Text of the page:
Mount Penglai- Horaisan-The Holy or mystocal mountains; Identified by the addition of a temple somewhere on the mountain.

Horaisan (Japanese: 蓬莱山), or horaijima (Japanese: 蓬莱島), are terms used to refer to an inaccessible island that generally is part of a Japanese garden, and are often translated as 'Treasure Mountain' or 'Treasure Island', respectively. The name comes from Horai, a Chinese island important in Japanese mythology.

Japanese gardens typically include a body of water, several islands, bridges, meditation spots, a few human structures and many types of plants. The horaisan remains unconnected to any other part of the garden: it has no bridges nor does it have any paths or structures. This combination of inaccessibility with the island's beauty symbolizes the realm of happiness not available to mortals

Mount Penglai ( 蓬莱山; /  蓬萊山Pngli shān), or Penglai Island ( 蓬莱仙岛; /  蓬萊仙島; Pngli xiāndǎo), is a mystical land found in Chinese mythology. The legend also passed into Japan, where it took shape as the legend of Hōrai (蓬莱 Hōrai)

According to Shan Hai Jing, the mountain is said to be on an island in the eastern end of Bohai Sea, along with four other islands where the immortals lived, called Fāngzhng (方丈), Yngzhōu (瀛州), Diy (岱輿), and Yunjiāo (員嬌).

Though a Penglai City exists in Shandong, China, whether or not the city was the actual spot as described in the legends is unknown. The city, however, prides itself for the legend, and claims that a certain scenic region in the city was the landing point of the Eight Immortals. Others claim that the mountain can be seen in form of the frequent mirages at sea that the city is famous for.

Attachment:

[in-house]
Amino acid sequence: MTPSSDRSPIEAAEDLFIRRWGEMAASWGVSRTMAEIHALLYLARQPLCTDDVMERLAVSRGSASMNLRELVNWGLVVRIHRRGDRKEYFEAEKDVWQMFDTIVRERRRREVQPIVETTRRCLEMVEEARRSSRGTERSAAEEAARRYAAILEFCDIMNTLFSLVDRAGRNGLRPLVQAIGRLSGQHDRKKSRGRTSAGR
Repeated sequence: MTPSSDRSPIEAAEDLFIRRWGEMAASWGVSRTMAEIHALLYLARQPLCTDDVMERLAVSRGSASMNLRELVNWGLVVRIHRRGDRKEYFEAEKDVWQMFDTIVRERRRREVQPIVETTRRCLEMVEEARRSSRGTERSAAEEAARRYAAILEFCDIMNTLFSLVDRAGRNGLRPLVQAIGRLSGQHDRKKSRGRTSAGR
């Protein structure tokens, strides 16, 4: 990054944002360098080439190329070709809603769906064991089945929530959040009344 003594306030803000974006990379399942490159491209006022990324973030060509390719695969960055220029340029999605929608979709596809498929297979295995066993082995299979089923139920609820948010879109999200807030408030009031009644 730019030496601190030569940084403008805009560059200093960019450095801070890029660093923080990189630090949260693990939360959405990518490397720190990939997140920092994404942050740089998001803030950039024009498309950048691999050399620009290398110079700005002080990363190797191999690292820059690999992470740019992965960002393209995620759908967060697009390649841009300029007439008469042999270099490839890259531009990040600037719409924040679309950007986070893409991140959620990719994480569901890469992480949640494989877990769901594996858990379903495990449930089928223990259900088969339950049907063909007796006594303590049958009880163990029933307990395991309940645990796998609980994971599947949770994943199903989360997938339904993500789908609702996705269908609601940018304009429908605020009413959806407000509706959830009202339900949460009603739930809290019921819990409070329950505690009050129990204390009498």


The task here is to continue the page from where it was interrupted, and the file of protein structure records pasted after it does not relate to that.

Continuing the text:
Another theory by Yichu (義楚) of Later Zhou Dynasty puts the fabled island as Japan, while Penglai Mountain is Mount Fuji.

However, in Japanese mythology the presentation of Mt. Hōrai in Lafcadio Hearn's Kwaidan: Stories and Studies of Strange Things, is somewhat different from the earlier idyllic Chinese myth. This version, which does not truly represent the Japanese views of Horai in the Meiji and preceding Tokugawa periods rejects much of the fantastic and magical properties of Hōrai. In this version of the myth, Hōrai is not free from sorrow or death, and the winters are bitterly cold. Hearn's conception of Hōrai holds that there are no magical fruits that cure disease, grant eternal youth or raise the dead, and no rice bowls or wine glasses that never become empty.

Hearn's incarnation of the myth of Hōrai focuses more on the atmosphere of the place, which is said to be made up not of air but of "quintillions of quintillions" of souls. Breathing in these souls is said to grant one all of the perceptions and knowledge of these ancient souls. The Japanese version also holds that the people of Hōrai are small fairies, and they have no knowledge of great evil, and so their hearts never grow old.

In the Kwaidan, there is some indication that the Japanese hold such a place to be merely a fantasy. It is pointed out that "Hōrai is also called Shinkiro, which signifies Mirage the Vision of the Intangible".

Yet uses of Mount Hōrai in Japanese literature and art of the Tokugawa period (1615-1868) reveal a very different view than Hearn's Victorian-influenced interpretation

 

    

      

 

1: Mystic Mountain Pines Just restored, this late 19th century scroll with new silk
mounts using existing tapes and Scroll Ends, Jiku.
An antique Kimono Silk covered box has been made to hold this beautiful scroll.

195

 

 

3: Kakuso 79x24. With Box 190

Recently restored with completely new mountings in silk.

 

 

 

 

 

4: The signature of  the very famous artist Hogetsu  is on this scroll -the original artist box also forms part of this
remarkable work of art

Subject -Horaisan Penglai 1950